Group of European Pensioners from Savings Banks and Financial Institutions


Index of documents > Reports and communications > Santander 09

There is a global discrimination against the elderly and “Economic Discrimination” is just one aspect and in view of its nature, it is source and/or consequence regarding other factors, which have been discussed on previous Euromeetings.

“Economic discrimination. People who are in a non-productive minority (e.g. the elderly), those people do not have the necessary financial means in order to have a decent life standard”. This is a classic definition. However, there is a more complex one, which becomes plain as soon as we carefully observe the different aspects of daily routine.

Discrimination arises under various forms. We all are aware of the indirect discrimination which frequently happens when the neutrality of the rules and laws in force foster different kinds of social isolation.


Therefore, we forget to use the first and most simple meaning for the term “discrimination”. So, I could conclude that this kind of discrimination evolves successively rather than originally.  
Nevertheless, the rules and laws in force in our civil system comprehend the whole development of our life: our life as individuals (one’s own free will) and our life as a part of an organized society (something imposed).
What I mean by “one’s own free will”, it is the consciously development of a moral duty, which should be part of all everyday duties, e.g. parents and/or grandparents’ responsibility towards children and grandchildren. Those duties are not only moral but protected under our countries laws.

Concerning the imposed aspect, there is a range of defensible rights and also the daily life duties the pensioners are subjected to. In other words, to calculate the pensions amount, to bring them up to date, to set wages limits and to establish the requirements for the insurances. Rights and duties regulated by legal requirements.
The rules regulating our daily life are not established in accordance to discriminatory criteria, whereas the resulting economic consequences and the application of those rules may be discriminatory against elderly people. It should also be considered the fact that these factors differ from one country to another, depending on its laws.

In brief and from the first approach, we can state that intergenerational solidarity has vanished in recent years. The system was created between the two World Wars, the aim of which was to make young people to guarantee the elderly people’s pension by means of Social security contributions, generation after generation.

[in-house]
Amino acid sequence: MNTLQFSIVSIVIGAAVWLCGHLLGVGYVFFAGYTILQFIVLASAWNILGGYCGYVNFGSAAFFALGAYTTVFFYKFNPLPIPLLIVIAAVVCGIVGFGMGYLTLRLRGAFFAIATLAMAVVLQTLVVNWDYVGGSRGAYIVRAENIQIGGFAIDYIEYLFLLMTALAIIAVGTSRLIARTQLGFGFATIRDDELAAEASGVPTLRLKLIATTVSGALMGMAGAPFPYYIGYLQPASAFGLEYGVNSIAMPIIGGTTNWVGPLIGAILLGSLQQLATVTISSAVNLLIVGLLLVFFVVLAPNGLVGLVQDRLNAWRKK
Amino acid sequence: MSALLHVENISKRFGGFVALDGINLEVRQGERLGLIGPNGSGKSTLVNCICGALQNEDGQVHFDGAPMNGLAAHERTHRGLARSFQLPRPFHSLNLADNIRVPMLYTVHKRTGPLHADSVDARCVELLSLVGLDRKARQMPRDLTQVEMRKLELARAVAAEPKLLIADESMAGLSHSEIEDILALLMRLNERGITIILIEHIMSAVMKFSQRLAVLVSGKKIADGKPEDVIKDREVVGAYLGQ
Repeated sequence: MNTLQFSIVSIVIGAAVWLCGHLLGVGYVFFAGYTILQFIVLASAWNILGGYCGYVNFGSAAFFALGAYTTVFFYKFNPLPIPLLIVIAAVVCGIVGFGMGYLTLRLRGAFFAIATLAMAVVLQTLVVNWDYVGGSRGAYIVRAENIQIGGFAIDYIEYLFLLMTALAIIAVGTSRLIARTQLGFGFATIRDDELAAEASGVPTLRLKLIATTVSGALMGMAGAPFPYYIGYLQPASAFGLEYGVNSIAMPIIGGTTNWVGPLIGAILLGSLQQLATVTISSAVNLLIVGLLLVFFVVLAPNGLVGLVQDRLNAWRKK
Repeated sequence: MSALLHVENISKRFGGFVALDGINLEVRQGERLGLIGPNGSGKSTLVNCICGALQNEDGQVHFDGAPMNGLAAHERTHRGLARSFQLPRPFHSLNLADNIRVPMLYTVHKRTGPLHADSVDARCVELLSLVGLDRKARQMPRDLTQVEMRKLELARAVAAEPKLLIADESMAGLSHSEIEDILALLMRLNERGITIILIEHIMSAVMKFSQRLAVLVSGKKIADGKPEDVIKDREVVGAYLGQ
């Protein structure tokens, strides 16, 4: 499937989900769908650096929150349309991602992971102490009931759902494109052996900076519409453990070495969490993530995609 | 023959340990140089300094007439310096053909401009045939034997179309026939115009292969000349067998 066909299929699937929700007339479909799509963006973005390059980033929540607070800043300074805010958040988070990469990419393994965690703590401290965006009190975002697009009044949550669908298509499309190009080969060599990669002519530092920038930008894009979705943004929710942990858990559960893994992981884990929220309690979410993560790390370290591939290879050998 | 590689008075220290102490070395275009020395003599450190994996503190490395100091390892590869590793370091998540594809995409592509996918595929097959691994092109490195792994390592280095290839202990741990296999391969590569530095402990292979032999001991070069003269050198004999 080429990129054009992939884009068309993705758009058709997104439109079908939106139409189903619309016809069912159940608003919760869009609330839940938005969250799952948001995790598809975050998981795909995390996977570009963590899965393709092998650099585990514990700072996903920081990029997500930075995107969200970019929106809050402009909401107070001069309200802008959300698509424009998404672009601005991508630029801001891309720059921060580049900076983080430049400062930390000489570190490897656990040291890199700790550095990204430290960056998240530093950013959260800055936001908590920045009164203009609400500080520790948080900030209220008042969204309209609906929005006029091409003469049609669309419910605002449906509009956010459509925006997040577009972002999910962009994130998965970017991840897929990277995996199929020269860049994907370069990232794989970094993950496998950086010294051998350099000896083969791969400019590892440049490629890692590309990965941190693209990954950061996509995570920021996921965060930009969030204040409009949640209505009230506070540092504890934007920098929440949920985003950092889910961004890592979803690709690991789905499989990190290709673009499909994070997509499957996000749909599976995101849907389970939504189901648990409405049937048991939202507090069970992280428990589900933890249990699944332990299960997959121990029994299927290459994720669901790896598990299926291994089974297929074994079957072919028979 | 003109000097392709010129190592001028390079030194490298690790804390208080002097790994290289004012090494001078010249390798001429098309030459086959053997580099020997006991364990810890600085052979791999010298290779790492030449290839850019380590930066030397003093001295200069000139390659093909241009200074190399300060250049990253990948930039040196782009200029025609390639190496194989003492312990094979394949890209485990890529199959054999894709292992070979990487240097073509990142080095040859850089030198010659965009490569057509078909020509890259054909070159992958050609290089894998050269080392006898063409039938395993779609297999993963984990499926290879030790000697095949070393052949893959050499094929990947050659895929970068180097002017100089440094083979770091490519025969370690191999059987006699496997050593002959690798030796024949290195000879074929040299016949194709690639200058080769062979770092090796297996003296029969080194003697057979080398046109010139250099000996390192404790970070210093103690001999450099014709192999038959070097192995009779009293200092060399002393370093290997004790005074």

Unfortunately this system failed on account of different factors. The first one is the rise in prices because of the rising demand on education, leisure, social development and so on. These prices increase has brought a decrease of the birth-rate (to bring up children means significant costs in our system), and so, a vicious circle in which the active population has decreased while the group of those who can no longer work is larger and larger, since the life expectancy is higher.
This situation has entailed an imbalance between social security incomes and expenditures, compelling the State to cut financial intervention and to establish a new system with lower state financial intervention and a much higher individual financial contribution (private or not).  
We can conclude so, that when intergenerational solidarity disappears, “Discrimination” comes up. Nowadays each individual is responsible for his or her own future. We benefit from Social security funds only if we have contributed to and if we do not exceed entity’s limits. The present generation’s main concern is to be responsible for those people who are already retired; even more as soon as we think about the fact that present pensions are more secure than the future ones.

We are aware of the situation above mentioned and thus we realize that our requests need to be aimed at a population sector, the contribution of which has been (and still is) for many years very important, either throughout the active life, or through the intergenerational solidarity. Regrettably we realize as well that these requests are rejected and, what is more, they are considered as a defence of obsolete and unacceptable privileges. In other words, our requests are considered egoistic, and this is clearly a kind of discrimination.

The other side of the coin is the one that affects the result of the different interventions in several economic sectors with repercussions on elderly and pensioners. Even a positive fact as the higher life expectancy turns into a negative factor against the elderly.
Throughout the pensions problem analysis, we can establish what above mentioned and also, that the pension payment in percentage terms is not only based on the economic means of the retired person, but may be based on the cost of living increase. The pension rise is not directly proportional to prices rise, and therefore pensions are not protected from devaluation. In short: there are other major considerations.